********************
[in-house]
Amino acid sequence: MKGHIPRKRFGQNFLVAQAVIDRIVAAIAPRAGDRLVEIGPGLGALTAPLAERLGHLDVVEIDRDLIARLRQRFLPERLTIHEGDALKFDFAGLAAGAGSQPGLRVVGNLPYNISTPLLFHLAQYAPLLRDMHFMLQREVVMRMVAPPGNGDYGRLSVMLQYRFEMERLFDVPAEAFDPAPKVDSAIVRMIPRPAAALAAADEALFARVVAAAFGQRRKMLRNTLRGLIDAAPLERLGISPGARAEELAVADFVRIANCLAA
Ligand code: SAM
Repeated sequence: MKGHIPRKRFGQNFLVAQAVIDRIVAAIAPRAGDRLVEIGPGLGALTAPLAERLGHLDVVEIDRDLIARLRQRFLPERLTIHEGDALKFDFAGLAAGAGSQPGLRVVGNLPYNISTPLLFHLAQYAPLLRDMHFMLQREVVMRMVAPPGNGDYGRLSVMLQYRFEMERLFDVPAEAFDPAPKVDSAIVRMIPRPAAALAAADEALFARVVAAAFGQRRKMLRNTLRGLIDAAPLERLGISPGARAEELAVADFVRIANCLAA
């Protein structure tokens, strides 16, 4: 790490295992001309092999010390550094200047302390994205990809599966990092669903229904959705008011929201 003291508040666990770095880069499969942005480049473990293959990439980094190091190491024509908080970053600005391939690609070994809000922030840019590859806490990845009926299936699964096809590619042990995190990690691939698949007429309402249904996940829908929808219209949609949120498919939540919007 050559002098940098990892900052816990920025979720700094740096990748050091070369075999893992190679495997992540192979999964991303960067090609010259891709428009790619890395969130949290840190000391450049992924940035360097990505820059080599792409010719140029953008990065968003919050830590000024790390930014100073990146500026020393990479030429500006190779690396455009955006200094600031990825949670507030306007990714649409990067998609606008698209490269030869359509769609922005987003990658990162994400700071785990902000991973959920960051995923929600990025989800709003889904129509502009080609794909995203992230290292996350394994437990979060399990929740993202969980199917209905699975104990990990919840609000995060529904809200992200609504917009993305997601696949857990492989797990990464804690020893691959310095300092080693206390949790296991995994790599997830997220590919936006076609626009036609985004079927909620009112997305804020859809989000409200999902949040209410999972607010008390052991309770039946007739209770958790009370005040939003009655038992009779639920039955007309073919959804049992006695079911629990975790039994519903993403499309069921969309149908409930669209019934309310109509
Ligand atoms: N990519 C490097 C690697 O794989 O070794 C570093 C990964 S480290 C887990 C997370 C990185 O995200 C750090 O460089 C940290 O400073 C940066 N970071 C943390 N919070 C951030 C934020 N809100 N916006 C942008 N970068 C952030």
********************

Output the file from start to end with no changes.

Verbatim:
[in-house]
Amino acid sequence: MKGHIPRKRFGQNFLVAQAVIDRIVAAIAPRAGDRLVEIGPGLGALTAPLAERLGHLDVVEIDRDLIARLRQRFLPERLTIHEGDALKFDFAGLAAGAGSQPGLRVVGNLPYNISTPLLFHLAQYAPLLRDMHFMLQREVVMRMVAPPGNGDYGRLSVMLQYRFEMERLFDVPAEAFDPAPKVDSAIVRMIPRPAAALAAADEALFARVVAAAFGQRRKMLRNTLRGLIDAAPLERLGISPGARAEELAVADFVRIANCLAA
Ligand code: SAM
Repeated sequence: MKGHIPRKRFGQNFLVAQAVIDRIVAAIAPRAGDRLVEIGPGLGALTAPLAERLGHLDVVEIDRDLIARLRQRFLPERLTIHEGDALKFDFAGLAAGAGSQPGLRVVGNLPYNISTPLLFHLAQYAPLLRDMHFMLQREVVMRMVAPPGNGDYGRLSVMLQYRFEMERLFDVPAEAFDPAPKVDSAIVRMIPRPAAALAAADEALFARVVAAAFGQRRKMLRNTLRGLIDAAPLERLGISPGARAEELAVADFVRIANCLAA
């Protein structure tokens, strides 16, 4: 790490295992001309092999010390550094200047302390994205990809599966990092669903229904959705008011929201 003291508040666990770095880069499969942005480049473990293959990439980094190091190491024509908080970053600005391939690609070994809000922030840019590859806490990845009926299936699964096809590619042990995190990690691939698949007429309402249904996940829908929808219209949609949120498919939540919007 050559002098940098990892900052816990920025979720700094740096990748050091070369075999893992190679495997992540192979999964991303960067090609010259891709428009790619890395969130949290840190000391450049992924940035360097990505820059080599792409010719140029953008990065968003919050830590000024790390930014100073990146500026020393990479030429500006190779690396455009955006200094600031990825949670507030306007990714649409990067998609606008698209490269030869359509769609922005987003990658990162994400700071785990902000991973959920960051995923929600990025989800709003889904129509502009080609794909995203992230290292996350394994437990979060399990929740993202969980199917209905699975104990990990919840609000995060529904809200992200609504917009993305997601696949857990492989797990990464804690020893691959310095300092080693206390949790296991995994790599997830997220590919936006076609626009036609985004079927909620009112997305804020859809989000409200999902949040209410999972607010008390052991309770039946007739209770958790009370005040939003009655038992009779639920039955007309073919959804049992006695079911629990975790039994519903993403499309069921969309149908409930669209019934309310109509
Ligand atoms: N990519 C490097 C690697 O794989 O070794 C570093 C990964 S480290 C887990 C997370 C990185 O995200 C750090 O460089 C940290 O400073 C940066 N970071 C943390 N919070 C951030 C934020 N809100 N916006 C942008 N970068 C952030």